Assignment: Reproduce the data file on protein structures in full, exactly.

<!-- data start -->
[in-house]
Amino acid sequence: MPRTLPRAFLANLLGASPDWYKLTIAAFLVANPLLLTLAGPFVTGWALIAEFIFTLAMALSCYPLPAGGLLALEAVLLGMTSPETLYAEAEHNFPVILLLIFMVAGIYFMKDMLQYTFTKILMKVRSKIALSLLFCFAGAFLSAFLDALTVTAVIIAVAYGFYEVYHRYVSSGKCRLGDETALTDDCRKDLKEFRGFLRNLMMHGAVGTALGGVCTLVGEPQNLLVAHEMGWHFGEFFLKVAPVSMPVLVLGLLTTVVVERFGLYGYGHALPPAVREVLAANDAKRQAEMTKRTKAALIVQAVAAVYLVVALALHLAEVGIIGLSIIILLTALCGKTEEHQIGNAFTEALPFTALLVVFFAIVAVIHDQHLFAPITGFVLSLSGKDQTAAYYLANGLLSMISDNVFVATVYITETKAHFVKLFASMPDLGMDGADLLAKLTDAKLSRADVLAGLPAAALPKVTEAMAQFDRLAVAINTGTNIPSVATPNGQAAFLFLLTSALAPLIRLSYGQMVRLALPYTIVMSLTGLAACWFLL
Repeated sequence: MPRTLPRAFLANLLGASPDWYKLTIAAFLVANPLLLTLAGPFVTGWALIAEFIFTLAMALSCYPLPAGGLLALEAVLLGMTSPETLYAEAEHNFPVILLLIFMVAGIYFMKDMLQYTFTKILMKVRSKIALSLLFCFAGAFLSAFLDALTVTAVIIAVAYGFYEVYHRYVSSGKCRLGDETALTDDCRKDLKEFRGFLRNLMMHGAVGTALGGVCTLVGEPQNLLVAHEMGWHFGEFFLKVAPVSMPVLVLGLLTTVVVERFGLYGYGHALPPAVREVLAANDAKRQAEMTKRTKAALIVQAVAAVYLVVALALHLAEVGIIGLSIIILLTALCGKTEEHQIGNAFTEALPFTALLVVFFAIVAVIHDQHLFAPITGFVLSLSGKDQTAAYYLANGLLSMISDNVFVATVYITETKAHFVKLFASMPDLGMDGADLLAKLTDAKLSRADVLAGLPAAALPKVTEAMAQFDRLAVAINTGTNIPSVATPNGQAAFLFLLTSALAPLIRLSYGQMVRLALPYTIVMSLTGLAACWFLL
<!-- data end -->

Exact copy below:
[in-house]
Amino acid sequence: MPRTLPRAFLANLLGASPDWYKLTIAAFLVANPLLLTLAGPFVTGWALIAEFIFTLAMALSCYPLPAGGLLALEAVLLGMTSPETLYAEAEHNFPVILLLIFMVAGIYFMKDMLQYTFTKILMKVRSKIALSLLFCFAGAFLSAFLDALTVTAVIIAVAYGFYEVYHRYVSSGKCRLGDETALTDDCRKDLKEFRGFLRNLMMHGAVGTALGGVCTLVGEPQNLLVAHEMGWHFGEFFLKVAPVSMPVLVLGLLTTVVVERFGLYGYGHALPPAVREVLAANDAKRQAEMTKRTKAALIVQAVAAVYLVVALALHLAEVGIIGLSIIILLTALCGKTEEHQIGNAFTEALPFTALLVVFFAIVAVIHDQHLFAPITGFVLSLSGKDQTAAYYLANGLLSMISDNVFVATVYITETKAHFVKLFASMPDLGMDGADLLAKLTDAKLSRADVLAGLPAAALPKVTEAMAQFDRLAVAINTGTNIPSVATPNGQAAFLFLLTSALAPLIRLSYGQMVRLALPYTIVMSLTGLAACWFLL
Repeated sequence: MPRTLPRAFLANLLGASPDWYKLTIAAFLVANPLLLTLAGPFVTGWALIAEFIFTLAMALSCYPLPAGGLLALEAVLLGMTSPETLYAEAEHNFPVILLLIFMVAGIYFMKDMLQYTFTKILMKVRSKIALSLLFCFAGAFLSAFLDALTVTAVIIAVAYGFYEVYHRYVSSGKCRLGDETALTDDCRKDLKEFRGFLRNLMMHGAVGTALGGVCTLVGEPQNLLVAHEMGWHFGEFFLKVAPVSMPVLVLGLLTTVVVERFGLYGYGHALPPAVREVLAANDAKRQAEMTKRTKAALIVQAVAAVYLVVALALHLAEVGIIGLSIIILLTALCGKTEEHQIGNAFTEALPFTALLVVFFAIVAVIHDQHLFAPITGFVLSLSGKDQTAAYYLANGLLSMISDNVFVATVYITETKAHFVKLFASMPDLGMDGADLLAKLTDAKLSRADVLAGLPAAALPKVTEAMAQFDRLAVAINTGTNIPSVATPNGQAAFLFLLTSALAPLIRLSYGQMVRLALPYTIVMSLTGLAACWFLL